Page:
winter shakshuka

winter shakshuka

Although we didn’t get a white Christmas while visiting Portland, we had an unexpected white New Years in Los Angeles. On the first day of January, we traveled above the city where everything is peaceful and quiet and the air is clean and smells like fresh pine. We are so lucky to be just thirty minutes from The Angeles National Forest with gorgeous mountains and countless places to explore, stretching over 1000 square miles of uninhabited land. We found ourselves strolling through icy trails lined with beautiful manzanitas and majestic oaks still dusted with snow from last week’s brief rains. The hike began at 4500 feet, and while we were expecting chilly temperatures, we had no idea that we would be walking in snow! But the sun was out, it was a beautiful day, and we enjoyed peanut butter and honey sandwiches sitting on a boulder on the side of the trail while soaking in the sun’s rays. After a brief drive back into civilization, we came home to put the final touches on an original new recipe, a warm and comforting skillet of tender cauliflower, sautéed leeks, diced tomatoes, bright red chard, and poached eggs nestled between the vegetables, which is topped with deeply toasted pine nuts and a dollop of lime-infused Greek yogurt: say hello to winter shakshuka.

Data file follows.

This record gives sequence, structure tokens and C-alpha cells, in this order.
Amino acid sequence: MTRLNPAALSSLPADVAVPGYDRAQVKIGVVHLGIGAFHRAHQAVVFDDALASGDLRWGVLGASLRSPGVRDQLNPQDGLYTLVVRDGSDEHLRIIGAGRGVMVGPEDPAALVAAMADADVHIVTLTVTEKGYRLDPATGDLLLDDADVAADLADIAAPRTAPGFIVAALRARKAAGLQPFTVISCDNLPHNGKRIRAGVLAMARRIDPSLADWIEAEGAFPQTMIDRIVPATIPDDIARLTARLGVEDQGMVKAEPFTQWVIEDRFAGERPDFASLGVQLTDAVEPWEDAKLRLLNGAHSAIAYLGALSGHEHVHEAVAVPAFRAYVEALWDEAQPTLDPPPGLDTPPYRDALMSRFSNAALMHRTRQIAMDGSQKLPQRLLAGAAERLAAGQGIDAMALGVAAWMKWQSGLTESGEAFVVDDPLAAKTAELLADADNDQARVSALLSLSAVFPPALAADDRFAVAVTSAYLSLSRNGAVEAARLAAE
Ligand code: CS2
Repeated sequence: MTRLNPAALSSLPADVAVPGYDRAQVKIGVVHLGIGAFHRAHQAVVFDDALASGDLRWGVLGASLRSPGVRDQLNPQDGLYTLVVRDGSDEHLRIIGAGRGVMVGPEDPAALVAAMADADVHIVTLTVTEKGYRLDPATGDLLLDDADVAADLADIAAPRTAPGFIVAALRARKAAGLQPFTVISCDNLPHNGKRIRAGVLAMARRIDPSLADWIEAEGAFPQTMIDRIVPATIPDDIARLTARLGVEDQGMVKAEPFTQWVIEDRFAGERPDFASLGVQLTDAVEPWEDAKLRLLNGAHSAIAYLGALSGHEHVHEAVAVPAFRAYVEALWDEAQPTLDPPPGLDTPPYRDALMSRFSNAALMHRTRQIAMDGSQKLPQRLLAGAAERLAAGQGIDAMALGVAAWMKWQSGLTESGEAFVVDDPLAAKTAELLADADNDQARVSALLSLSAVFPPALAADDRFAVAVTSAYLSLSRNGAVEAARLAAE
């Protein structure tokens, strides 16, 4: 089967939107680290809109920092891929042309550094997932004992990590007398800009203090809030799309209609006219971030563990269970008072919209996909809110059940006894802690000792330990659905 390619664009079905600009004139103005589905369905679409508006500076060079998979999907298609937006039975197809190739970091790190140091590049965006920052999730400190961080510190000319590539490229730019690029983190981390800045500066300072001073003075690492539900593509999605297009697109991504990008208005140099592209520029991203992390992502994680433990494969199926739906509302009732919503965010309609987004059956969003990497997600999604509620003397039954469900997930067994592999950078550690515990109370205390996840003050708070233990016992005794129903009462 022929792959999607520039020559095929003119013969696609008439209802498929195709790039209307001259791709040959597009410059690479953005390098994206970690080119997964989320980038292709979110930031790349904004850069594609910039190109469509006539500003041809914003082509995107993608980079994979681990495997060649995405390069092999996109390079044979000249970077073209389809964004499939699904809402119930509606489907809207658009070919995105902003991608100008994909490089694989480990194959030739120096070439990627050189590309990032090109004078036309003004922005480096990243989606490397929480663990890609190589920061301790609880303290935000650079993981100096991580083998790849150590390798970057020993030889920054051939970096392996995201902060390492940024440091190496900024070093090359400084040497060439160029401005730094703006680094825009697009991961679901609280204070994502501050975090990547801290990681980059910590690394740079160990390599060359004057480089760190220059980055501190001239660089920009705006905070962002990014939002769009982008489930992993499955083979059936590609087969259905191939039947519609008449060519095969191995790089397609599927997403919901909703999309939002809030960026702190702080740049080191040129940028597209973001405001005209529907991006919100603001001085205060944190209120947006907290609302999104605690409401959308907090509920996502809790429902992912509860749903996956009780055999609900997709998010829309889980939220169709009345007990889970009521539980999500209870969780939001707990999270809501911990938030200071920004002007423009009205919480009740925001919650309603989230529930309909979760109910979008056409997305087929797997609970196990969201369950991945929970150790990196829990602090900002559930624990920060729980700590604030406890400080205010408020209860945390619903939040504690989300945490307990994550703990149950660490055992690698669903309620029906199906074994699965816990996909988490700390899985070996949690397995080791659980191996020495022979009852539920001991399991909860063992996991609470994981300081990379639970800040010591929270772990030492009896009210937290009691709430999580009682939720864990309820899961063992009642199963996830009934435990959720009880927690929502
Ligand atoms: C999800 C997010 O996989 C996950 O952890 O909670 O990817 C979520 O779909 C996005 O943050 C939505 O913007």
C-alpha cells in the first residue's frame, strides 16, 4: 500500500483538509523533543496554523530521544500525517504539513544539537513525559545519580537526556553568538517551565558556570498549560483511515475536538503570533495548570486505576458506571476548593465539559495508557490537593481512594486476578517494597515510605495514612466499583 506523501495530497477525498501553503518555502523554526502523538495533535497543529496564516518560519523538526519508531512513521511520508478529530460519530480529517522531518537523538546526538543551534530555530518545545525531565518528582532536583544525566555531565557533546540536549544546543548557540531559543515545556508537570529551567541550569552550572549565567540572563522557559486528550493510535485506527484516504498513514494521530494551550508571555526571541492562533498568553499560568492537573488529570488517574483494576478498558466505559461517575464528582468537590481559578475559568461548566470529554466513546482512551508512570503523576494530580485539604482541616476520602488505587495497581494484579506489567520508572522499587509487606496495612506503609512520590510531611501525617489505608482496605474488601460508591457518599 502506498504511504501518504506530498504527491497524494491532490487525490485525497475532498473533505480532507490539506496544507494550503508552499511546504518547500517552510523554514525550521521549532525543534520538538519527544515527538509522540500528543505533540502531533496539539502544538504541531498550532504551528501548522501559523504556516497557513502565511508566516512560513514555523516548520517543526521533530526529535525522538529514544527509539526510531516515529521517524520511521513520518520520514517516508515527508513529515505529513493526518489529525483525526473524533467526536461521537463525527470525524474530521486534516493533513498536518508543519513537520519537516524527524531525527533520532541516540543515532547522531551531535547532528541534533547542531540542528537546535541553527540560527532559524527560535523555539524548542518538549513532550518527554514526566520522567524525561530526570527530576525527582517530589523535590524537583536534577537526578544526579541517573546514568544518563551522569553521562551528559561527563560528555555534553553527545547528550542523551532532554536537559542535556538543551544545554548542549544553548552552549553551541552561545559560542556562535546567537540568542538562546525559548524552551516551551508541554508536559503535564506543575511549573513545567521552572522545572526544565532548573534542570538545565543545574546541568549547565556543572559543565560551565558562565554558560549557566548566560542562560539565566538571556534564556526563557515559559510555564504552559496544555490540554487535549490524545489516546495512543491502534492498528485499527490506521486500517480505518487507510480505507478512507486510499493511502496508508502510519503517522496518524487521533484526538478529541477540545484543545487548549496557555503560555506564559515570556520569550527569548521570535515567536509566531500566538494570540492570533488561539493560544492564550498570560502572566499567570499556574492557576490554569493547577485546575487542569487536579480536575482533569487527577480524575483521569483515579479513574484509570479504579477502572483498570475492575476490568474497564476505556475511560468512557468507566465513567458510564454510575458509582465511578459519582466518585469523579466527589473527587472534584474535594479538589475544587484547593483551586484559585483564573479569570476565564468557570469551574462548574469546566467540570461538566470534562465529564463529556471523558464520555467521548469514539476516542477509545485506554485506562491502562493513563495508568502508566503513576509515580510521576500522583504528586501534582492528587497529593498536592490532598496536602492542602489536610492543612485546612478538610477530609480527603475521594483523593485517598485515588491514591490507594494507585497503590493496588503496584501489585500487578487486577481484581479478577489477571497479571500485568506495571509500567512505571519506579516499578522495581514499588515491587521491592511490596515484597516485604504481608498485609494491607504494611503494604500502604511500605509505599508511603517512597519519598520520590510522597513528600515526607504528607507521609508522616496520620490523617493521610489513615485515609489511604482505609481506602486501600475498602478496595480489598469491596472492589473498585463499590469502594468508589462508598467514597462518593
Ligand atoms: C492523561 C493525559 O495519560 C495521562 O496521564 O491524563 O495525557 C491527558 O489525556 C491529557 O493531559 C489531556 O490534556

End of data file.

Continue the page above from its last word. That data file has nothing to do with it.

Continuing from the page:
vibrant winter ingredients
trimming the cauliflower
toasted pine nuts
beautiful patterns on the sliced leek
bright red swiss chard

Shakshuka is a flavorful Tunisian dish which usually consists of eggs poached in a sauce of tomatoes, peppers, and herbs. Here we selected some of our favorite seasonal winter vegetables, and sauté them with cumin and a serrano pepper for a little heat. While the leeks, swiss chard, and cauliflower florets cook, pine nuts are toasted in a skillet until bronzed and intensely aromatic, adding an earthy flavor and a slight crunch that perfectly contrasts with the tender cauliflower. Once the vegetables are ready, the eggs are delicately poached in the simmering sauce, resulting in fully cooked whites and slightly runny yolks, ideal for dipping slices of warm crusty baguette. And the final touch is a tangy lime-yogurt sauce that takes literally 30 seconds to make: the cool creaminess complements the spicy sautéed vegetables, and the combination is an irresistible yin-yang balance of opposing flavors.